Are you going home for the break?” is a pretty mundane question—not infrequent to small talk as the semester comes to a close. I’m sure most people can whip up a response without a single thought. It is a simple yes or no question, after all. “Yeah, I’m going home,” you might say. Or maybe, “No, I’m traveling for a while.” Either way, the answer is pretty clear: you’re either going home or you’re not. But what does it mean to be at “home?” Defining home is certainly not the same for everyone, but there are some qualities that overlap. It is a place where you may feel the most relaxed and comfortable, somewhere you generally fit in, somewhere you’ve lived for a while. Home could be somewhere all your loved ones are, where you know all the street names, or the only place you feel like you’re on familiar ground.


Along those lines, my home is surely in Oklahoma. Maybe I wasn’t born there, but I spent a good 15 years of my life there, and every memory of growing up is centered around Oklahoma—scraped knees, middle school crushes, botched haircuts. In the third grade I won the school spelling bee, several years later I made the state orchestra, and one time I spent the whole afternoon collecting bottle caps at the shore of the lake near my church. Of course I’m a die-hard Thunder fan, I put hot sauce on everything I eat, and I know all the words to Jesus Take the Wheel. With all that in mind, it’s not hard for me to say that Oklahoma is my home.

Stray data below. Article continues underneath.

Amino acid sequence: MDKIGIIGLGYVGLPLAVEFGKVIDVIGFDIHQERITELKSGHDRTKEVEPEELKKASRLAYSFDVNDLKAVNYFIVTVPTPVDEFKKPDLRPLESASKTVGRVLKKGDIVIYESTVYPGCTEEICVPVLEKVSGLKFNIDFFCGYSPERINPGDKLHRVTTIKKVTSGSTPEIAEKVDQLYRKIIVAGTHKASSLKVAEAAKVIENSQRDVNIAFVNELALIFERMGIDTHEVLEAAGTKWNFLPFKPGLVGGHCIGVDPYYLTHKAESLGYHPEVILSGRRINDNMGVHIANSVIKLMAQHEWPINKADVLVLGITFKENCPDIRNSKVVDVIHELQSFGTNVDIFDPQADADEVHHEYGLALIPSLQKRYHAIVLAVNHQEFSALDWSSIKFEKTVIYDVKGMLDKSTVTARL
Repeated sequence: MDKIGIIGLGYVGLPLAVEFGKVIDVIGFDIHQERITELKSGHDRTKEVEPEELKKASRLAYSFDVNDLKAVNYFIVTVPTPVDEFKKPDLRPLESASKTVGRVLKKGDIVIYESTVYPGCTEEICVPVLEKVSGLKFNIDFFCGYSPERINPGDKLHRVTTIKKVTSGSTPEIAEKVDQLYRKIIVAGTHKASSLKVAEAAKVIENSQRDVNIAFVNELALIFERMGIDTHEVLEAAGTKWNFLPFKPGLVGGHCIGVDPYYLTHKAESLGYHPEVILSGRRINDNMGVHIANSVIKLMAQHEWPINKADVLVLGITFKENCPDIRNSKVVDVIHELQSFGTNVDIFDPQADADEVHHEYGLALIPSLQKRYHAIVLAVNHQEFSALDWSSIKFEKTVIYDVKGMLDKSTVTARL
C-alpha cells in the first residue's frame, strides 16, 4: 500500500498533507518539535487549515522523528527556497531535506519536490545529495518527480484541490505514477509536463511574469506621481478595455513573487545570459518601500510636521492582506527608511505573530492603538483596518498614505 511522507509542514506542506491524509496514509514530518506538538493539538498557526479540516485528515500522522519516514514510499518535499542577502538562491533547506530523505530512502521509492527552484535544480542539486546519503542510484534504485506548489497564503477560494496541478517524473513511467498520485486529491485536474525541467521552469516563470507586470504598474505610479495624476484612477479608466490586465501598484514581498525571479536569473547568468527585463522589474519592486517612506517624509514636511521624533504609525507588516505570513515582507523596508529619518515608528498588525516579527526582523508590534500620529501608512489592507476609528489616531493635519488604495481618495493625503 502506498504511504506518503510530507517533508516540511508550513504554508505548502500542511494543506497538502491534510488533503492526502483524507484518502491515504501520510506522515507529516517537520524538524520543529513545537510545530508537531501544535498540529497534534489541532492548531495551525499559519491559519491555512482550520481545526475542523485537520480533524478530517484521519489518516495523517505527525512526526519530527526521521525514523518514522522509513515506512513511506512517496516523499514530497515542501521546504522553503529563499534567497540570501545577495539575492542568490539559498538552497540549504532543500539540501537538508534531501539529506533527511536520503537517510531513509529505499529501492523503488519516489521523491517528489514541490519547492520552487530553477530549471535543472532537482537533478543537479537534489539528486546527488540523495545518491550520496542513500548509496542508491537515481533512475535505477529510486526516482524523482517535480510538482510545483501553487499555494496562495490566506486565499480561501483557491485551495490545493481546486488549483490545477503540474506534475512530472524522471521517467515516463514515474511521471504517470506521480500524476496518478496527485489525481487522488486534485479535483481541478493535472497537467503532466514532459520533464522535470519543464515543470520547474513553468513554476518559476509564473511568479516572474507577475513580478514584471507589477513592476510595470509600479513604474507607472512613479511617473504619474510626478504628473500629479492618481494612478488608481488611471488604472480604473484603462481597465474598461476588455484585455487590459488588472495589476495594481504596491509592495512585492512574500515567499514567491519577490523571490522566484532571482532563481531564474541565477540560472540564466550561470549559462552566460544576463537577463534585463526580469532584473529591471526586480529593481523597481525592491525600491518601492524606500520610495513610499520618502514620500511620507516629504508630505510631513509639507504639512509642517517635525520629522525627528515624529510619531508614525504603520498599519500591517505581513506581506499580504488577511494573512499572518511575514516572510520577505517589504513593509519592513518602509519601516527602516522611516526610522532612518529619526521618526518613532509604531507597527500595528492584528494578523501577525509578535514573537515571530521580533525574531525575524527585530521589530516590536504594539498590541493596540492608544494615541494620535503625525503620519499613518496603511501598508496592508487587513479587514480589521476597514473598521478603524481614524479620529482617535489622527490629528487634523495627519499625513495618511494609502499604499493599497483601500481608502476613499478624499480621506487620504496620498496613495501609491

Nowadays, however, I’m actually starting to question whether my home really is in Oklahoma, as I have gradually become alienated from everything that made it feel like a part of me. My mom is selling the house, the Thunders suck, and they closed my favorite restaurant. Within 2016 alone, my mom and brother disowned me, my friends chose to side with my perpetrator, and almost everyone I know voted for Trump. In the place I called my home, I now feel the dramatic pain that can only be personified by the over-the-top acting exhibited by a character in a soap opera who loves someone who doesn’t love them back. And it’s pretty accurate, I think, to describe it this way—I love something that doesn’t love me back. In the place I believed was my home, people on the street often shout at me, “GO HOME,” as though I’m not already there.


Evidently it’s really difficult for most people to believe that my true home is in America. Apparently I need some kind of written proof that I belong here, and even then I’m labelled an “alien,” some kind of being that will never truly be one of us. They portray me as extraterrestrial, making everyone think that my place is to remain hidden behind a wall. According to US law, my true home is in South Korea, and according to US documents, that’s where I am now. (News flash: I’m not! Surprise!)


What I think those people don’t understand is that I really wish that were my reality. I want more than anything to have grown up in a place where there isn’t even a question as to whether I belong. If I had instead spent those 15 years in the place they keep telling me is my home, perhaps I could have experienced the joy of having a big extended family and enjoying old traditions together. I would be much worse at English, but at least I wouldn’t ever have to be prepared with two different answers to the question, “Where are you from?” and I certainly wouldn’t keep a list of creepy dudes with Asian fetishes to avoid. I might instead be writing about checking my privilege right now. Maybe if I had never come to this country, my family wouldn’t be broken, and I wouldn’t have ever been poor, or hungry, or homeless.